Russia last week launched air strikes in Syria in its biggest Middle East intervention in decades. The Russian involvement plunged the four-year-old Syrian civil war into a volatile new phase, as President Vladimir Putin moves forcefully to stake out Moscow's influence in the unstable region.
The strikes have also raised the alarm of the United States and Turkey after Russian fighter jets entered Turkish air space in two separate incidents at the weekend. That prompted Ankara to summon the Russian ambassador twice to protest both violations.
With Moscow entering the fray, the Syrian war now involves multiple countries with overlapping agendas. Here is a look at the key players in the conflict and where they stand.
Syria's conflict grew out of protests against President Bashar al Assad's rule in early 2011. The protests were put down by force before increasingly turning violent and drawing international concern. In September last year, the US began leading an international coalition in Syria to conduct air strikes on Islamic State in Iraq and Syria (ISIS) militants and other extremist groups.
Since the Syrian civil war began, about 250,000 people have died and nearly half of Syria's prewar population of 23 million has fled, with many thousands attempting to reach Europe.
Moscow says it is joining the war in Syria to back the West in its battle against ISIS militants and other terrorist groups. Since entering the war, it has carried out dozens of attacks daily on ISIS targets within Syria. It says it fears a blowback of thousands of young Russians who have joined ISIS coming home to carry out attacks.
Russia is also interested in supporting Assad from US-backed moderate rebels who have been working to overthrow the Syrian leader. Assad has been Russia's only persistent ally in the Middle East for decades.
Russia's support for Assad has come in the form of blocking UN resolutions critical of him at the UN Security Council, while supplying weapons to the Syrian military despite facing international criticism.
While Moscow has said its intervention targets the hardline ISIS fighters who control much of eastern and northern Syria, many of the Russian strikes so far have hit rival insurgent forces opposed to Assad.
Experts say Russia's involvement in Syria could also run much deeper. They say Russia's recent military build-up in Syria aims not only to boost Assad's embattled regime but also to send a strong signal to the West. According to Daragh McDowell, an analyst with the Verisk Maplecroft consultancy, there is little doubt that the build-up is "aimed at forcing the US and the West to re-engage with Moscow" in its future vision for Syria.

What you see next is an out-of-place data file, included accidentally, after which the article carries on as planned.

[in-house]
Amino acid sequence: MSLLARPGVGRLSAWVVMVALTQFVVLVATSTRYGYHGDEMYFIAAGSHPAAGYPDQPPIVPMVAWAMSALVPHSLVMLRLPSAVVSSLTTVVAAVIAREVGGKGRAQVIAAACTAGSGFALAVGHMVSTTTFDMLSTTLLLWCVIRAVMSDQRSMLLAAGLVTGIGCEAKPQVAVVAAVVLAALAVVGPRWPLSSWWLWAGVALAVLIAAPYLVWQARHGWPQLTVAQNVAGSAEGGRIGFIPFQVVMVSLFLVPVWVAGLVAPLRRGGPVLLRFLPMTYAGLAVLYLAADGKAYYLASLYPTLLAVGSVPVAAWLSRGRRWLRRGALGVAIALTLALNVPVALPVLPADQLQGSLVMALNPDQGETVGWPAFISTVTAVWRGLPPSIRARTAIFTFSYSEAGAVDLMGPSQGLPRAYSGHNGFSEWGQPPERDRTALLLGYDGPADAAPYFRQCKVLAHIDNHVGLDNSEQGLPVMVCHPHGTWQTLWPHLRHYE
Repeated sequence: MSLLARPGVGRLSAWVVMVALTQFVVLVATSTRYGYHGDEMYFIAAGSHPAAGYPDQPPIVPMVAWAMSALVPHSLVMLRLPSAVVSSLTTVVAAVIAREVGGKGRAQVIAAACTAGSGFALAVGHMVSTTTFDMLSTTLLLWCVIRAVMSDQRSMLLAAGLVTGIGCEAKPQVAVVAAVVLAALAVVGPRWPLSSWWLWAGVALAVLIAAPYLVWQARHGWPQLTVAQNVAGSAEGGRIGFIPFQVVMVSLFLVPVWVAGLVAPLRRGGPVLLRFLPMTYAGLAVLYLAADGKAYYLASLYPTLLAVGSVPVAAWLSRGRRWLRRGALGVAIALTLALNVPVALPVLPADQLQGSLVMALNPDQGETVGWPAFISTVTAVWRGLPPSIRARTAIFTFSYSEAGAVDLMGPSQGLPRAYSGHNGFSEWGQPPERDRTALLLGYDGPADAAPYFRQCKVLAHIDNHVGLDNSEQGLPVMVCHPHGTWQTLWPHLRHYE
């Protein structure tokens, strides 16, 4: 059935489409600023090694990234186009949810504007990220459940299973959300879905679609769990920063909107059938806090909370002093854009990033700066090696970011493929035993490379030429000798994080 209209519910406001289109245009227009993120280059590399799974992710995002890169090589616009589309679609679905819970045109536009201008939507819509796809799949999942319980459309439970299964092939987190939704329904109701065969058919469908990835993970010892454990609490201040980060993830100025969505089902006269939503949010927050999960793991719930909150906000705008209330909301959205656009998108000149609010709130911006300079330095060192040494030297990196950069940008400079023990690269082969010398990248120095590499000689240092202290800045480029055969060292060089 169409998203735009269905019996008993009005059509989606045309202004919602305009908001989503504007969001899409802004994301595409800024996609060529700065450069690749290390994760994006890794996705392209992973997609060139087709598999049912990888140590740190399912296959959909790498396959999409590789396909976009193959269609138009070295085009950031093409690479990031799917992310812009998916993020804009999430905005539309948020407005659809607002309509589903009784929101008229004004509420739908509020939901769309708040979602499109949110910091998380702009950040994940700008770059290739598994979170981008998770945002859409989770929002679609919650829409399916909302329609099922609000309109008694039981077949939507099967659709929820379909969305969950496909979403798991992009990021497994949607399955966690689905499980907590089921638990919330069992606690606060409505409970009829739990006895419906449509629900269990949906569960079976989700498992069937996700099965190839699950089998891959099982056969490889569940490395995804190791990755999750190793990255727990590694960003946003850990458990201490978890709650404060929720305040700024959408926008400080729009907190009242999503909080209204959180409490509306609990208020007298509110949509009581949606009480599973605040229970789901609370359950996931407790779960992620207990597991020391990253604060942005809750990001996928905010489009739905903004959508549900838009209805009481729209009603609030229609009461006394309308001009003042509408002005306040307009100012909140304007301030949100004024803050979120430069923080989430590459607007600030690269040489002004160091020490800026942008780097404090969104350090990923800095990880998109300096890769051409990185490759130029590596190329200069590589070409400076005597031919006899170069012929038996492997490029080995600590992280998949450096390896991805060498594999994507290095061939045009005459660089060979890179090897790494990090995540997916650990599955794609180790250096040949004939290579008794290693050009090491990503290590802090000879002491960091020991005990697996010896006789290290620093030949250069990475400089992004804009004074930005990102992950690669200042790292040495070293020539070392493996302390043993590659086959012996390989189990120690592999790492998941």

Senior officials and diplomats have also told Reuters they believe Russia's aim is to use its intervention in Syria partly to pressure the West to tacitly accept Russia's 2014 annexation of Crimea and gradually lift the sanctions imposed by the West over the annexation.
The US is using Syrian airspace to lead a campaign of air strikes against ISIS backed by its allies which include Australia, France, Britain, Turkey and Saudi Arabia, among others. While both Moscow and Washington say their enemy is ISIS, the US believes that Russian ally Assad's continued presence in Syria makes the country's situation worse. Washington blames him for attacks on civilians that have radicalised the opposition and insists that he has no place in a post-war settlement in Syria.
Instead, the US strikes are aimed at supporting the more moderate of the rebel factions in Syria which oppose Assad's government, as well as ISIS and other extremist groups.
Turkey and Russia have long been at loggerheads over the Syrian conflict, with Ankara seeking the overthrow of Assad while tacitly supporting the rebel forces in Syria.
Turkey has also stepped up its role in the US-led coalition as violence in Syria and Iraq has increasingly been spilling over its borders.
Turkish president Recep Tayyip Erdogan has also said that his country has borne the brunt of the fallout of the Syrian war, as a result of the exodus of refugees into neighbouring countries, including Turkey. Ankara says it is now hosting almost two million Syrians.
Turkey in recent days has also stepped up its criticism of Russia over the Syrian strikes which have been conducted in violation of its air space. Russian defence ministry spokesman said on Wednesday (Oct 7) that Moscow could implement US proposals that are aimed at coordinating Moscow's strikes in Syria with the Washington-led coalition.
Syrian ally Iran has been providing military support, weapons and financial aid to Damascus since the Syrian war began. The bloodshed in Syria, is also seen by analysts as part of a wider struggle for regional supremacy between Shi'ite Iran and Sunni Muslim Saudi Arabia. The crisis has also aggravated sectarian anger across the Middle East and drawn religiously motivated foreign fighters to both sides.
Riyadh, along with Turkey and other Gulf states, is a main supporter of rebels fighting Assad. But the Saudi government is also worried about the rise of jihadist groups such as ISIS among the opposition. As such, the government has decreed long prison terms for anyone who supports ISIS, whose sympathisers have killed dozens in attacks in the kingdom this year.
SOURCE: AGENCE FRANCE-PRESSE, NEW YORK TIMES, BBC, REUTERS, CNN